Even though George loves playing Germany and has done so six times--as a member of bands such as The Conrads and Rich Hopkins and the Luminarios--the 52-year-old George is proud to say that he is able to make a living staying in this desert town and working three to five nights a week.
Tucson listeners can hear him play live Monday night, March 28, at Plush, where he plays solo slide guitar at least once a month.
George doesn't hide his appreciation for that Fourth Avenue nightclub. "It's probably my favorite place to play in Tucson. I like the fact that there's no TV, no food--just music and booze. It has a nice sound system and a nice atmosphere. They've created a no-smoking section, and come summer, they have these patios, so they'll be able to do more outdoor stuff."
Still, after his first solo concert tour of Deutschland --to promote his recent excellent album Songs From the Loser's Bar--George came home with a little money in his jeans pocket, which is not something that he can depend on when playing the continent with a band.
"There is a niche for solo performers over there," George said last weekend over coffee and a bagel in a downtown diner. "And if you don't mind going it alone and all the hassles and hardships that implies, you can earn a little to come home with.
"You've obviously got lower expenses. There's no back line, no van to rent, no multiple plane tickets, and the booking is easy. Your meals and hotels are usually provided. I was playing small places, and sometimes they were little more than house concerts. But even if it was for 20 or 30 people, they were the sorts of people who stayed and listened to the first song and to the last. They wanted encores, and they bought all my CDs."
Several other Tucson acts--Hopkins, Al Perry, Chris Burroughs, Giant Sand, Greyhound Soul, Calexico and others--have recognized the allure of the Euro and have played extensively across the Atlantic.
"But unless you're Calexico and playing to like 300 or 400 people a night, most band tours barely break even or even lose money in Europe. Just like they do at home." As George says this, a Calexico song threads through the diner, piped in through the joint's sound system.
George is happy to be home with his wife, frequent musical collaborator Lavinia White, and near his parents, who are in their late 70s and live in Tucson. "I couldn't do all this--make a living playing music, touring Germany--without the support I feel at home."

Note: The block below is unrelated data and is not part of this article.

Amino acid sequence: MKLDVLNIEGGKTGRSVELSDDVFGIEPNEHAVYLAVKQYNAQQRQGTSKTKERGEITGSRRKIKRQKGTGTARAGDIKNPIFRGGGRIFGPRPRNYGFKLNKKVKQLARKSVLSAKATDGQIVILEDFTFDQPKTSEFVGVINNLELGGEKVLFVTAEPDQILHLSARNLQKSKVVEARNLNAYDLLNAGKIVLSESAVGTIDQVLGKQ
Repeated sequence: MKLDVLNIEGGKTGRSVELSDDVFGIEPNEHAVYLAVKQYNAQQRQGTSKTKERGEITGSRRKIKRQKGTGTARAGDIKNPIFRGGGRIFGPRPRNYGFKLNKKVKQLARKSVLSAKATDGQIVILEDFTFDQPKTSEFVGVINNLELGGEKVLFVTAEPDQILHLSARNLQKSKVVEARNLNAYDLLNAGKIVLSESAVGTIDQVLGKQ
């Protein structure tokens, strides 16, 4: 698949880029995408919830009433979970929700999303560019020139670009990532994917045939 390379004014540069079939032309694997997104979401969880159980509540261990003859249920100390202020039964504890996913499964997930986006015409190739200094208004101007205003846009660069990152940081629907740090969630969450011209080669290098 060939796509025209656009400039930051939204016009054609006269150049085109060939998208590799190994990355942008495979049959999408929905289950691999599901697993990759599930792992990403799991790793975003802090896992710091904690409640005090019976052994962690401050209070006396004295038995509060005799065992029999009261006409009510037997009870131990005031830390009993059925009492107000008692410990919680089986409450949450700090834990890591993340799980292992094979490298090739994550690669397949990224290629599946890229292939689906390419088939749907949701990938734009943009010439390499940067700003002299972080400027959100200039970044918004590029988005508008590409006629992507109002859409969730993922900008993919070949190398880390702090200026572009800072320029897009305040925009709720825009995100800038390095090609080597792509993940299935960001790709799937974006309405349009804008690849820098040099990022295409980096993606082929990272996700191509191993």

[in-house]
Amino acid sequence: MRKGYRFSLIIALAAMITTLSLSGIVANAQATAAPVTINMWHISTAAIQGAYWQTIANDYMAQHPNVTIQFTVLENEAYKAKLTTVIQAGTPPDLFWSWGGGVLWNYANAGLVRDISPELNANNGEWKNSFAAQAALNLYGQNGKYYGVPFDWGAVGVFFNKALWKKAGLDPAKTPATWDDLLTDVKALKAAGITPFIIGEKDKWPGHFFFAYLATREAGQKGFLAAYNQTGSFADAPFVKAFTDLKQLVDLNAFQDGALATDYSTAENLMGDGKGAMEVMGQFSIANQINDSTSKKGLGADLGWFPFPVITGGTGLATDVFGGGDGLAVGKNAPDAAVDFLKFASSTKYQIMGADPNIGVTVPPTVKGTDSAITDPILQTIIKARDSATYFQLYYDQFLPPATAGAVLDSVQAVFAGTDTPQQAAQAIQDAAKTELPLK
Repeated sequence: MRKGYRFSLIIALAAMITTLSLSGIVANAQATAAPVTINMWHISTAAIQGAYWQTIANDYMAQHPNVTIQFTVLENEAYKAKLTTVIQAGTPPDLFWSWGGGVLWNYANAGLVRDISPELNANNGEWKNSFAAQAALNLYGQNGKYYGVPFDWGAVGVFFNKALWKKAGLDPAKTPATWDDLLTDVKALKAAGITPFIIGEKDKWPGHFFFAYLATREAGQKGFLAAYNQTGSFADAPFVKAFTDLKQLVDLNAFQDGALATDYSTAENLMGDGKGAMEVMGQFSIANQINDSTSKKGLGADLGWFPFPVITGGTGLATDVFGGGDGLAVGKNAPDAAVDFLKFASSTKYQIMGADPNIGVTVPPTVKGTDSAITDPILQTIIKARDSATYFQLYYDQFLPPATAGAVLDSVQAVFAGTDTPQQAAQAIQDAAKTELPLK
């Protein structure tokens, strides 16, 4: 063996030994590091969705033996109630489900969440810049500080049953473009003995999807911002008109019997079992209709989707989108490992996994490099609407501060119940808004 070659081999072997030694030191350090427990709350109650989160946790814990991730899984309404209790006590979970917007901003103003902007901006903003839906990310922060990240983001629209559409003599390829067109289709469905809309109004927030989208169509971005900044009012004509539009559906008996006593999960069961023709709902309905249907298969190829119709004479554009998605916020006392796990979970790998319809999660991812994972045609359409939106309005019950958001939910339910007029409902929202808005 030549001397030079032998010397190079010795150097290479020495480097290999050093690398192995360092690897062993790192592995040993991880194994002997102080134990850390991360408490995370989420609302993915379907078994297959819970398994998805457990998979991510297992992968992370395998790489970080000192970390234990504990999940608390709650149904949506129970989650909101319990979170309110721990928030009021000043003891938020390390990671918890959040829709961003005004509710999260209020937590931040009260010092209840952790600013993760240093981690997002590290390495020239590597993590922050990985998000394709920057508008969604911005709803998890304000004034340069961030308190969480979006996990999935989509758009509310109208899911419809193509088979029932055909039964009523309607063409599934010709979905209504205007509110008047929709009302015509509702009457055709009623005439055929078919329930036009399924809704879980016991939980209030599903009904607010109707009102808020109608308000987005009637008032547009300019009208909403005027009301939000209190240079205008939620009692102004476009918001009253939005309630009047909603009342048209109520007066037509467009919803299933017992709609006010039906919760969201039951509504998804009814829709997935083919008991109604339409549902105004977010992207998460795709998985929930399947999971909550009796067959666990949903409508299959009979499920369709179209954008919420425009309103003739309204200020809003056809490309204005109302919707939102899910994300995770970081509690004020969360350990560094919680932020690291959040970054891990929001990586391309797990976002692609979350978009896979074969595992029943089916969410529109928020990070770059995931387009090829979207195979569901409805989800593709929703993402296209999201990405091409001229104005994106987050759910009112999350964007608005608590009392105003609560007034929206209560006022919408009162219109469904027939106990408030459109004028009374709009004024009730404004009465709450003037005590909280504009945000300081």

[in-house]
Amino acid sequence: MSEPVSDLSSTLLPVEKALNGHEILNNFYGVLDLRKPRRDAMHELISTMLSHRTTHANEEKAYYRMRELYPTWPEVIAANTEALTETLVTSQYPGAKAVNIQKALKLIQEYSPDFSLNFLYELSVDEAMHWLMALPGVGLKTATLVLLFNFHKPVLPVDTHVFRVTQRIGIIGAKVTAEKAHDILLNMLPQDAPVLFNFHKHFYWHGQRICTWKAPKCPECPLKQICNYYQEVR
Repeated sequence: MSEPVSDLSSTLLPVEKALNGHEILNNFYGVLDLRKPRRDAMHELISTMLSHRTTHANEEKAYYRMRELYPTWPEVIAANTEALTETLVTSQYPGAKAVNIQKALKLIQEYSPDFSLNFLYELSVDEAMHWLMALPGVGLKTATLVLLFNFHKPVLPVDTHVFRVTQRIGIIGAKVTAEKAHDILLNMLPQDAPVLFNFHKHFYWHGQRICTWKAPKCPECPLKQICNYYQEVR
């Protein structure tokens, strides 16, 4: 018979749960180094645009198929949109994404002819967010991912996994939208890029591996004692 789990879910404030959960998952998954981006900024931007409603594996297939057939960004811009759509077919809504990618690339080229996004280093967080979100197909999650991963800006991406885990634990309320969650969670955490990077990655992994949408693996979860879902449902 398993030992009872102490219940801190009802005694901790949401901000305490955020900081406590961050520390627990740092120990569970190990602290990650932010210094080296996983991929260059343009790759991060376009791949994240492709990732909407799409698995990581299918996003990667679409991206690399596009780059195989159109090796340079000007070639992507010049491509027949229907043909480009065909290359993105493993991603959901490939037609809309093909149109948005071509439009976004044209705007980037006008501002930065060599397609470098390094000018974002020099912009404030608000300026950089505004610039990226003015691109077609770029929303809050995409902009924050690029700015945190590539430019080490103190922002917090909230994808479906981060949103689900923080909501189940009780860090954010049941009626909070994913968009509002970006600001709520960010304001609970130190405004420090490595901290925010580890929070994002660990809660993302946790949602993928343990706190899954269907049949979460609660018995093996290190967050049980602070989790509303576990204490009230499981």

Since he was 13 years old and struggling in raw garage bands, George has been playing music. During the last 40 or so years, he has played rock, blues, country, world music, folk and just about anything else, with such groups as Brain Damage Orchestra, Songtower, The Conrads, Luminarios, 4 Corners and, most recently, Loveland.
For the past several years, George's main pursuit has been singing original tunes and playing slide guitar all by his lonesome on stage. His style of choice has been acoustic country blues, the kind played by such legendary artists as Robert Johnson, Mississippi John Hurt and Rev. Gary Davis.
This is the sound you hear on such albums as Stef's Blue Bait Shop, Point and Pray and Songs From the Loser's Bar, a few of the titles in his catalog of at least 10 albums.
The songs on Loser's Bar feel fresh and original, but at the same time immediately familiar, as if they have been bouncing around your head for years. The CD, by the way, is something of a concept album, reflecting a variety of stories and character studies one might encounter in a daytime bar.
"When I was putting all these character-sounding songs together, it seemed like they were starting to form some sort of pattern," George says. "So then it became sort of a series of mini-assignments for myself. I needed a song to open it, a song about a bartender, a general alcohol song, a song to close it. I was mostly trying to reflect the conversations I hear during the day in bars--that's when the chronics are there--and how they sound and what they talk about."
George notes that bar talk is a great source of songwriting material, because 90 percent of it follows a specific pattern: "There's the standard opening, "I'm not going to bend your ear; I'm not going to tell you my life story,' and then they proceed to tell you their life story."
Like the World War II veteran in the song "Glen Harold," the itinerant traveler in "Home Everywhere I Go" or the protagonist obsessed with a woman's "Snake Tattoo."
It's also important to note that George's material, even though it comes from a very personal place, has evolved beyond the need to be a candid diary, the so-called "me" songs that he abhors.
"There is way too much emphasis in contemporary songwriting on "This is me, my personal statement about life,' and I have at times been one of the worst offenders. But just because it's a real, personal story does not mean it has any relevance for other listeners. And there's a difference between first-person narrative and "me' songs."
Whether he's singing in the first-person or the third, George wants his songs to tell stories that expose "the common link in all human beings."